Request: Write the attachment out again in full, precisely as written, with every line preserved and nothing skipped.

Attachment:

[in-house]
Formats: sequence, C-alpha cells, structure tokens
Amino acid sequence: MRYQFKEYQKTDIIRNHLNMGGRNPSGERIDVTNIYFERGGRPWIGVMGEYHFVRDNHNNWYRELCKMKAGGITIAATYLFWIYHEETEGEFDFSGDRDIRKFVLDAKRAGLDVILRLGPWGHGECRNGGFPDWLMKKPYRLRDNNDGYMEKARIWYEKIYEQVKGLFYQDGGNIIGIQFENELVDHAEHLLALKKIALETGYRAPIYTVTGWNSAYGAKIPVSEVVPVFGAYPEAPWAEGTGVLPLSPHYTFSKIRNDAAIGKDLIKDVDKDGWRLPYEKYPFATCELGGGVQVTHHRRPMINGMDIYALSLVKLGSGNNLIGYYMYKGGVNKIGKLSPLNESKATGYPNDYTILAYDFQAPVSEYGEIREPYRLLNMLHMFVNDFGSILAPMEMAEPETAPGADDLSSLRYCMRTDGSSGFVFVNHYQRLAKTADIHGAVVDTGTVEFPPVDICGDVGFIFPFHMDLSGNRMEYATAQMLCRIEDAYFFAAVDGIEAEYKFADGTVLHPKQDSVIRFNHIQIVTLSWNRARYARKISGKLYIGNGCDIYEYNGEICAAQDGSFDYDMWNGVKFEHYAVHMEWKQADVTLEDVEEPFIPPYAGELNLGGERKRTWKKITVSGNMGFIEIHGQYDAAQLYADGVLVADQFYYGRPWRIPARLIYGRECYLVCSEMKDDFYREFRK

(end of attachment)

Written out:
[in-house]
Formats: sequence, C-alpha cells, structure tokens
Amino acid sequence: MRYQFKEYQKTDIIRNHLNMGGRNPSGERIDVTNIYFERGGRPWIGVMGEYHFVRDNHNNWYRELCKMKAGGITIAATYLFWIYHEETEGEFDFSGDRDIRKFVLDAKRAGLDVILRLGPWGHGECRNGGFPDWLMKKPYRLRDNNDGYMEKARIWYEKIYEQVKGLFYQDGGNIIGIQFENELVDHAEHLLALKKIALETGYRAPIYTVTGWNSAYGAKIPVSEVVPVFGAYPEAPWAEGTGVLPLSPHYTFSKIRNDAAIGKDLIKDVDKDGWRLPYEKYPFATCELGGGVQVTHHRRPMINGMDIYALSLVKLGSGNNLIGYYMYKGGVNKIGKLSPLNESKATGYPNDYTILAYDFQAPVSEYGEIREPYRLLNMLHMFVNDFGSILAPMEMAEPETAPGADDLSSLRYCMRTDGSSGFVFVNHYQRLAKTADIHGAVVDTGTVEFPPVDICGDVGFIFPFHMDLSGNRMEYATAQMLCRIEDAYFFAAVDGIEAEYKFADGTVLHPKQDSVIRFNHIQIVTLSWNRARYARKISGKLYIGNGCDIYEYNGEICAAQDGSFDYDMWNGVKFEHYAVHMEWKQADVTLEDVEEPFIPPYAGELNLGGERKRTWKKITVSGNMGFIEIHGQYDAAQLYADGVLVADQFYYGRPWRIPARLIYGRECYLVCSEMKDDFYREFRK